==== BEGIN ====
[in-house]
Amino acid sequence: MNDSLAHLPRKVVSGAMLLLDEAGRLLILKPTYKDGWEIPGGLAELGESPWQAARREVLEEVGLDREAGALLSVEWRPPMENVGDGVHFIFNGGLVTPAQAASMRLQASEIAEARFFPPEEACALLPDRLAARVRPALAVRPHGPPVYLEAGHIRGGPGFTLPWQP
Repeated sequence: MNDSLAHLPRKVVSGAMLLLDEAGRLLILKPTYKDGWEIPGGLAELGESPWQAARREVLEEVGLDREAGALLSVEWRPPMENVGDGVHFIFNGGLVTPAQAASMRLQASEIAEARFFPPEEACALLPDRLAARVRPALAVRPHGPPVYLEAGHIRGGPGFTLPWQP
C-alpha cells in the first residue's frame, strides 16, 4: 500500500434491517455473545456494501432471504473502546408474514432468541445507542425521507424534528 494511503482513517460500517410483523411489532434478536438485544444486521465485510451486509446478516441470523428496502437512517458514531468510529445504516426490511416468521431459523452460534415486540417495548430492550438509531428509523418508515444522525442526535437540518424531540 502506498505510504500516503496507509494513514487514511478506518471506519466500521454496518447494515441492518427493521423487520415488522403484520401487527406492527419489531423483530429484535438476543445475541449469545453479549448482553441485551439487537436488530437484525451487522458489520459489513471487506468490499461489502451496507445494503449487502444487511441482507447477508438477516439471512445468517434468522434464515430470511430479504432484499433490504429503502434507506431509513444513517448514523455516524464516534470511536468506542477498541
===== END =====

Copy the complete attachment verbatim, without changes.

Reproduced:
[in-house]
Amino acid sequence: MNDSLAHLPRKVVSGAMLLLDEAGRLLILKPTYKDGWEIPGGLAELGESPWQAARREVLEEVGLDREAGALLSVEWRPPMENVGDGVHFIFNGGLVTPAQAASMRLQASEIAEARFFPPEEACALLPDRLAARVRPALAVRPHGPPVYLEAGHIRGGPGFTLPWQP
Repeated sequence: MNDSLAHLPRKVVSGAMLLLDEAGRLLILKPTYKDGWEIPGGLAELGESPWQAARREVLEEVGLDREAGALLSVEWRPPMENVGDGVHFIFNGGLVTPAQAASMRLQASEIAEARFFPPEEACALLPDRLAARVRPALAVRPHGPPVYLEAGHIRGGPGFTLPWQP
C-alpha cells in the first residue's frame, strides 16, 4: 500500500434491517455473545456494501432471504473502546408474514432468541445507542425521507424534528 494511503482513517460500517410483523411489532434478536438485544444486521465485510451486509446478516441470523428496502437512517458514531468510529445504516426490511416468521431459523452460534415486540417495548430492550438509531428509523418508515444522525442526535437540518424531540 502506498505510504500516503496507509494513514487514511478506518471506519466500521454496518447494515441492518427493521423487520415488522403484520401487527406492527419489531423483530429484535438476543445475541449469545453479549448482553441485551439487537436488530437484525451487522458489520459489513471487506468490499461489502451496507445494503449487502444487511441482507447477508438477516439471512445468517434468522434464515430470511430479504432484499433490504429503502434507506431509513444513517448514523455516524464516534470511536468506542477498541